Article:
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November 10, 2022
Hip external rotation is a simple yet vital movement pattern of the hip joints. It's responsible for balance, stability, and all-around healthy hips. In sports and fitness, it plays a major role in maintaining proper hip alignment and biomechanics.
Poor external rotation results in pain, injury, and a decrease in performance. Good rotation, on the other hand, results in proper movement and function, ensuring you remain pain-free. Obviously, we want the latter, and this article will show you how to get there.
This post will discuss:
Connecting the upper body to the lower extremities, the hip joint is involved in most of the movements we make every day. One of these movements is hip rotation.
Externally rotating your hips occurs when the thigh bone rotates outward, which happens when the knee is flexed or extended.
When the knee is flexed, external rotation of the hips results in the knee pointing outward. The best example is when you sit Indian style or perform a butterfly stretch. If the knee is extended, external rotation results in the knee and foot pointing outward.
While similar, don't confuse this with leg abduction, which is seen in many outer thigh exercises. If leg abduction occurs while the knee is extended, the legs will open, yet the toe will remain pointing up.
External hip rotation occurs repeatedly during daily activities. This joint action happens during basic movements like getting into a car to athletic actions like dribbling a soccer ball. There are many reasons to improve hip external rotation.
Your hip external rotators also play a large role in human performance. They help provide support and maintain stability during locomotion throughout the day. This includes walking, running (or combining both into a HIIT treadmill workout), and even riding a bike.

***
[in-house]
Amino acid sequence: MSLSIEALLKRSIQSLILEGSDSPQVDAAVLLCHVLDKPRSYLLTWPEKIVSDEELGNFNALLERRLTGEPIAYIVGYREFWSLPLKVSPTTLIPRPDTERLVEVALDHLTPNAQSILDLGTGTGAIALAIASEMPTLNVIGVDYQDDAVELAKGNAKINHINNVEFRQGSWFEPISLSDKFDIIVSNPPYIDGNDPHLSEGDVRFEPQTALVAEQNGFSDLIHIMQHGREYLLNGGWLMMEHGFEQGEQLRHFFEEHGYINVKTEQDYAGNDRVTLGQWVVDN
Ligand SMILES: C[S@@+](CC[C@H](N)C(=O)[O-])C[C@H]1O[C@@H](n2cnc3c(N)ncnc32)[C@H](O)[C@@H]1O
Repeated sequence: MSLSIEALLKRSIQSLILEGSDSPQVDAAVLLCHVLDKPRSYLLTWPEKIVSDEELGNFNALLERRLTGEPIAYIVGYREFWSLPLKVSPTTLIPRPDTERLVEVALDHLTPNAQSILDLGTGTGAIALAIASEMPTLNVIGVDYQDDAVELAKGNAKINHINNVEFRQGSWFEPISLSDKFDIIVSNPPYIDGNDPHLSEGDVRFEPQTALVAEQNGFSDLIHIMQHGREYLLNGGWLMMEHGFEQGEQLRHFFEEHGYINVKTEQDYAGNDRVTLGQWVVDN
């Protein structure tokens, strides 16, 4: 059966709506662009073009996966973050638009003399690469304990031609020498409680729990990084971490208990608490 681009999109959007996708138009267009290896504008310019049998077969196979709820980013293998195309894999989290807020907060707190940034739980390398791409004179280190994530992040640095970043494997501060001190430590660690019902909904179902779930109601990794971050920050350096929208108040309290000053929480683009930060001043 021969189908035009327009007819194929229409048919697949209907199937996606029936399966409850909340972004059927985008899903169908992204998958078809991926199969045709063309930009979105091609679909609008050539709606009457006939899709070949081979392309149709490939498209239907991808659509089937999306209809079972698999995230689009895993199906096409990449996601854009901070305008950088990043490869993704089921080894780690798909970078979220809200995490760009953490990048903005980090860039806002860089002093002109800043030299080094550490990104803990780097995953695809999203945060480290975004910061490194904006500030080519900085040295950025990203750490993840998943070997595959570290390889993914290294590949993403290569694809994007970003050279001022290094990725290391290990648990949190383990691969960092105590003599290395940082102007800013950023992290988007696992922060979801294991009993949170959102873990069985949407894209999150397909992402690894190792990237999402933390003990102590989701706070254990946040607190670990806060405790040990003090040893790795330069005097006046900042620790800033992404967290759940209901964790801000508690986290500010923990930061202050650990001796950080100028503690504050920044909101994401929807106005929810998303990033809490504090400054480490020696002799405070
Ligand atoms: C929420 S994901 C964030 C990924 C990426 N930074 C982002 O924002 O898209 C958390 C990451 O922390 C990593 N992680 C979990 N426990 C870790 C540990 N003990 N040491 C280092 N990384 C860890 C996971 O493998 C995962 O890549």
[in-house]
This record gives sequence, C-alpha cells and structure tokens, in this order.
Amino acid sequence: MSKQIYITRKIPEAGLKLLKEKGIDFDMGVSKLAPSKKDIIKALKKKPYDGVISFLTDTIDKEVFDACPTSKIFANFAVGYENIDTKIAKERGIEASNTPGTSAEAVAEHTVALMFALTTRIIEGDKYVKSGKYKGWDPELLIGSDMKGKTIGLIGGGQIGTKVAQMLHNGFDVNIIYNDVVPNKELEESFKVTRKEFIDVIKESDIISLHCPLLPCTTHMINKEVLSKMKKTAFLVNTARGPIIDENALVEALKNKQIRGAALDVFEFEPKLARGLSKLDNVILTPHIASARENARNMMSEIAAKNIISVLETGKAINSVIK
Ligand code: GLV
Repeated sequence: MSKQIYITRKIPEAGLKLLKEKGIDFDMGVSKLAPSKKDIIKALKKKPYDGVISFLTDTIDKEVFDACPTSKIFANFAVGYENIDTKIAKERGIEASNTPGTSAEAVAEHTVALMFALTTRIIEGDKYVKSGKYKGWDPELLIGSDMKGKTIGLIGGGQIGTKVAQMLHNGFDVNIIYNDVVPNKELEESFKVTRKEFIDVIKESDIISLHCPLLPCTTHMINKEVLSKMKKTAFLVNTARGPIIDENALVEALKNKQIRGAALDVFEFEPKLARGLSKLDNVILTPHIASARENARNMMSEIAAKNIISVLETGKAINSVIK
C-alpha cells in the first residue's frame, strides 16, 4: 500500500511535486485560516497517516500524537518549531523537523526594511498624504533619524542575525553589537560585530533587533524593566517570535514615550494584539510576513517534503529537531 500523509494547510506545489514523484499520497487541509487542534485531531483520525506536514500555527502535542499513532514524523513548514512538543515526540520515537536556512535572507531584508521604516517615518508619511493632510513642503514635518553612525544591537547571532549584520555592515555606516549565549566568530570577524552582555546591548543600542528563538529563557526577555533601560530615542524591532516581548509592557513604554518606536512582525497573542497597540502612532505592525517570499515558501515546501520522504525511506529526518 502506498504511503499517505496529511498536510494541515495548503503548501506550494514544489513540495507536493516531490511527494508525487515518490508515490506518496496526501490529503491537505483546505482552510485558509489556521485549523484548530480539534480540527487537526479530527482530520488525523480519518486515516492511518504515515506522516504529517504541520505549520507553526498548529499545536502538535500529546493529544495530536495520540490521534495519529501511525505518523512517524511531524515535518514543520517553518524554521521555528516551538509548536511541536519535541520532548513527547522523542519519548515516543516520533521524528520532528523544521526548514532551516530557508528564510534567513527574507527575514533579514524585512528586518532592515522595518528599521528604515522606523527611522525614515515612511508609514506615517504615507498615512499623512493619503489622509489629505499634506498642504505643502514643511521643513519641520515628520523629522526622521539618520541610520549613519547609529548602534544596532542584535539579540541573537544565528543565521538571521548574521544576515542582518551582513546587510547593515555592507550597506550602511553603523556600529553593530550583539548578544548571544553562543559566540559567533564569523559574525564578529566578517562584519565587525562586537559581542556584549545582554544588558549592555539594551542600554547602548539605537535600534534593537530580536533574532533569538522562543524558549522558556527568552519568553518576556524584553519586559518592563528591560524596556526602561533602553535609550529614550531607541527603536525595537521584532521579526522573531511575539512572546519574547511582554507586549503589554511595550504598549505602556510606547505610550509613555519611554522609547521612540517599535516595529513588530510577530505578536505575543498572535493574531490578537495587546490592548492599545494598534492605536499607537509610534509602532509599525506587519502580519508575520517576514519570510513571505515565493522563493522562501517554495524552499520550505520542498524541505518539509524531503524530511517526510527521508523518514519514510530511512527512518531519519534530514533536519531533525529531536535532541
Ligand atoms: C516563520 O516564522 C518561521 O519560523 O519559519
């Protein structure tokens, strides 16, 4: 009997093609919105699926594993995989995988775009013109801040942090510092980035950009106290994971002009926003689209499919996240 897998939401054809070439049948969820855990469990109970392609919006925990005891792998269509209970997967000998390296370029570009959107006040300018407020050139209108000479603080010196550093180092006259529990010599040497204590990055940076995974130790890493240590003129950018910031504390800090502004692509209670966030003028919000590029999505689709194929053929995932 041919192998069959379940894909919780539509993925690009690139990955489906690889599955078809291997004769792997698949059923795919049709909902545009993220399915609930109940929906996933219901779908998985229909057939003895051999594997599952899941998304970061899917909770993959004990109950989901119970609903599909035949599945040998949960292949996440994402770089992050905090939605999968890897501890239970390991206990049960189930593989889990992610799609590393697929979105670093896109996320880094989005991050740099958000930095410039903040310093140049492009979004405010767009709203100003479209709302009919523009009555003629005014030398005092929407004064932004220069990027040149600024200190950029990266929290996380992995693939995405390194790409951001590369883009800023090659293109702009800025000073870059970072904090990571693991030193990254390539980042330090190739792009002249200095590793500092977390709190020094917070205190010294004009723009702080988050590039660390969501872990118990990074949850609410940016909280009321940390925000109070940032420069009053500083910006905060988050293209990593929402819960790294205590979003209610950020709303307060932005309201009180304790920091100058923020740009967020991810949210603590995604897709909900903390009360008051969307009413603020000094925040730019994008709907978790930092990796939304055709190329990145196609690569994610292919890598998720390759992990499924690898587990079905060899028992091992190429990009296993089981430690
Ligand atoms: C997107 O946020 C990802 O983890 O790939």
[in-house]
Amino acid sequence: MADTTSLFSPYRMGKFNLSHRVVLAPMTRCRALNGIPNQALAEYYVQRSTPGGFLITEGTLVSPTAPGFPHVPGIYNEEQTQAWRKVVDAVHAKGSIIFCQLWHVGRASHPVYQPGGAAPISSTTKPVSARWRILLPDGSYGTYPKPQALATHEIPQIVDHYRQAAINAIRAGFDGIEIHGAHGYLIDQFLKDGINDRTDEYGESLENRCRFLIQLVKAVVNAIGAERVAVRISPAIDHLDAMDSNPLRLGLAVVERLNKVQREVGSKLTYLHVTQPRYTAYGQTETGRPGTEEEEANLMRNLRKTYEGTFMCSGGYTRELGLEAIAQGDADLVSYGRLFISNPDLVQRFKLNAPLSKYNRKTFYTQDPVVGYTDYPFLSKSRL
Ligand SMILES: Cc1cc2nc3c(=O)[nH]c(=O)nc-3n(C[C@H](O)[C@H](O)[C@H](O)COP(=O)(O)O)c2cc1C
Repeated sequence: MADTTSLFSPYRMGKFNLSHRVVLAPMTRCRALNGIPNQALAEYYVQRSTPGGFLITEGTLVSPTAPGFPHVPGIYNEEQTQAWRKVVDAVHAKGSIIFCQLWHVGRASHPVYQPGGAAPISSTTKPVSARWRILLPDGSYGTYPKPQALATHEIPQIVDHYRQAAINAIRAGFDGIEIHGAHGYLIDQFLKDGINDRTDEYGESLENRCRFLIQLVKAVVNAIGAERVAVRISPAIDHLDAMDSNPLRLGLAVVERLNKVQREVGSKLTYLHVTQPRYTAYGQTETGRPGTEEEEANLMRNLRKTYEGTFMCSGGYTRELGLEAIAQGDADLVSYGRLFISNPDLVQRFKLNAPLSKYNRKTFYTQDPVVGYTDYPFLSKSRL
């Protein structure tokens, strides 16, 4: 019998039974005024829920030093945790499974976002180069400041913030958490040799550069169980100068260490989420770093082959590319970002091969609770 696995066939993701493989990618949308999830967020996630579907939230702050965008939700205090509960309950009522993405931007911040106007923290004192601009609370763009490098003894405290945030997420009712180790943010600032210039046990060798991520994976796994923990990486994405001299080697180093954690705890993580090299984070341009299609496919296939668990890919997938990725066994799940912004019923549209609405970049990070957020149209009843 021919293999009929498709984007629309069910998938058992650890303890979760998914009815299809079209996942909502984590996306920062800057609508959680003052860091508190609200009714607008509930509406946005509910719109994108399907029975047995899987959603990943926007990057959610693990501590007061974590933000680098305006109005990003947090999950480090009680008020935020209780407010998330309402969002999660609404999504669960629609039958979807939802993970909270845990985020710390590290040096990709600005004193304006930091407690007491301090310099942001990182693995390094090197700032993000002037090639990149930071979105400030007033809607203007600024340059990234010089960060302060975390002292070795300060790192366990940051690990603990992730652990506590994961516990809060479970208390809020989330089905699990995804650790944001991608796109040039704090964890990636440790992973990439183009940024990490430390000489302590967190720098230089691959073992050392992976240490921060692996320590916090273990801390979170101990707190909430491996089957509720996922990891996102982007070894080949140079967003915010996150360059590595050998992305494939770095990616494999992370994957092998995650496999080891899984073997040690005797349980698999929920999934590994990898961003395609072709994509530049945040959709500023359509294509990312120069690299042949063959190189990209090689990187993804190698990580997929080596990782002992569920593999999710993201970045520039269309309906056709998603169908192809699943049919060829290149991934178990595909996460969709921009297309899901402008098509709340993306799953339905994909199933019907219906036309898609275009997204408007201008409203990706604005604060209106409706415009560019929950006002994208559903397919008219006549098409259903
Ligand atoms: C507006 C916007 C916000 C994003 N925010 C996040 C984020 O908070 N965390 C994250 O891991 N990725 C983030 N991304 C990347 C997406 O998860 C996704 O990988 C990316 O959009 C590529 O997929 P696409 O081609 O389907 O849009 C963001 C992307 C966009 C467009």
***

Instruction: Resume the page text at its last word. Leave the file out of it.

And more intense forms of human performance, such as pivoting on one foot or squatting, rely on your hip's external rotator strength.
Knee valgus is the medical term for when the knee caves inward under a load, such as when performing a squat, like the back squat. When this happens, it not only places significant stress on your knee joint but also your foot and ankle.
Knee valves is the result of the body attempting to recruit the internal rotators to aid in leg extension. Primary causes include limb length and ratio, such as your hip width-to-femur ratio, poor neuromuscular function, and muscular imbalances1,2.
While there are a few different reasons one may experience knee valgus, studies show that weak external rotator muscles are a primary cause.
Research shows this is especially true when the body is under a heavy load or experiences high levels of force3. As this force is transferred through the body, weak external rotators won't produce enough force to maintain proper hip and knee alignment.
Jumping is one of the most basic human movements. As a result, we rarely think about it much.
However, jumping, like during plyometric exercises, is actually a very intense movement. Upon landing, an individual can place a load of up to 5 times their body weight on their legs!
As a result, a ton of force is placed on our joints, resulting in knee valgus and various knee injuries, such as ACL tears. This is especially true in women, who due to various anatomical differences, are more prone.
Proper landing mechanics are essential for maintaining proper alignment of your hips and knees. This is vital for preventing injury and creating optimal performance.
Studies have found that greater hip external rotator strength allows better dynamic control and hip function upon landing4. When this finding is paired with its role in knee valgus, it's clear that to improve performance and mitigate injury, you should perform exercises designed to improve external hip rotation.
There are a total of 21 muscles described as hip muscles. These muscles work together to provide stability, mobility (which is why hip mobility exercises are so essential), and overall hip performance.
When the hips rotate externally, all these muscles play a role as there is not one specific external rotator muscle.